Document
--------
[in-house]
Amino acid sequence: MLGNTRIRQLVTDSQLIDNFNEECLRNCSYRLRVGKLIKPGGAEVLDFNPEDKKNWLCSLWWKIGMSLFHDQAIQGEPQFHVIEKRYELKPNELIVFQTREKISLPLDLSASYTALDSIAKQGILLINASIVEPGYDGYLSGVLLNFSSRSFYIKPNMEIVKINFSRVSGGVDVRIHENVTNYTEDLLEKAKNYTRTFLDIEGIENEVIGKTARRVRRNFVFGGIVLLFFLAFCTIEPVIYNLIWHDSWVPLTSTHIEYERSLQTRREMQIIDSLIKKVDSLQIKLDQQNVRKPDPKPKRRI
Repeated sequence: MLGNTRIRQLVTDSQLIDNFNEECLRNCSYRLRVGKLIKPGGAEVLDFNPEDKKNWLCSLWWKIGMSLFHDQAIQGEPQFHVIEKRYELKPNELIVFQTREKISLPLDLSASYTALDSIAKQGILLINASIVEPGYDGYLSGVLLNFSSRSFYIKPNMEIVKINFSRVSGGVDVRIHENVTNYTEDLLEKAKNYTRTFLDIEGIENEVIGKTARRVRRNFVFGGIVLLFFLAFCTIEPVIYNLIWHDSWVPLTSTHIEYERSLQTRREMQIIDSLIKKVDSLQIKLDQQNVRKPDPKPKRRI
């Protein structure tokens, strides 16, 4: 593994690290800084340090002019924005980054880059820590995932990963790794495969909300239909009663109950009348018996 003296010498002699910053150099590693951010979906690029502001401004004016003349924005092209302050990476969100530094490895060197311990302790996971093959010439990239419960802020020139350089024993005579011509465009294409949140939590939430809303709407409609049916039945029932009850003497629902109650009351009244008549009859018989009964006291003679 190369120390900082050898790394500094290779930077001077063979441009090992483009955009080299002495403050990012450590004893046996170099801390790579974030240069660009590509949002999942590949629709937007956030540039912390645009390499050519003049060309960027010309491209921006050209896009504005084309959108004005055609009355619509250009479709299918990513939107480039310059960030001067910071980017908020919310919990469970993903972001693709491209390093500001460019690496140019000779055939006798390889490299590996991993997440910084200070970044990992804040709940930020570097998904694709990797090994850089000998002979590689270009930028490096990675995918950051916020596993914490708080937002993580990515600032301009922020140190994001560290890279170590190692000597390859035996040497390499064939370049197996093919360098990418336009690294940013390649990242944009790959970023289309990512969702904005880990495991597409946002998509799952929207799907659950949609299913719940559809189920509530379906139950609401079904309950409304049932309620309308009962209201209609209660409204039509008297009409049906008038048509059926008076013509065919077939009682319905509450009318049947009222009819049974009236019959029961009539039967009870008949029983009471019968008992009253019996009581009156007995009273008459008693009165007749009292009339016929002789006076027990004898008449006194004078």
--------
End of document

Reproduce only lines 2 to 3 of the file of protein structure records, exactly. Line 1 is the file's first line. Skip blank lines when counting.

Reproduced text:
Amino acid sequence: MLGNTRIRQLVTDSQLIDNFNEECLRNCSYRLRVGKLIKPGGAEVLDFNPEDKKNWLCSLWWKIGMSLFHDQAIQGEPQFHVIEKRYELKPNELIVFQTREKISLPLDLSASYTALDSIAKQGILLINASIVEPGYDGYLSGVLLNFSSRSFYIKPNMEIVKINFSRVSGGVDVRIHENVTNYTEDLLEKAKNYTRTFLDIEGIENEVIGKTARRVRRNFVFGGIVLLFFLAFCTIEPVIYNLIWHDSWVPLTSTHIEYERSLQTRREMQIIDSLIKKVDSLQIKLDQQNVRKPDPKPKRRI
Repeated sequence: MLGNTRIRQLVTDSQLIDNFNEECLRNCSYRLRVGKLIKPGGAEVLDFNPEDKKNWLCSLWWKIGMSLFHDQAIQGEPQFHVIEKRYELKPNELIVFQTREKISLPLDLSASYTALDSIAKQGILLINASIVEPGYDGYLSGVLLNFSSRSFYIKPNMEIVKINFSRVSGGVDVRIHENVTNYTEDLLEKAKNYTRTFLDIEGIENEVIGKTARRVRRNFVFGGIVLLFFLAFCTIEPVIYNLIWHDSWVPLTSTHIEYERSLQTRREMQIIDSLIKKVDSLQIKLDQQNVRKPDPKPKRRI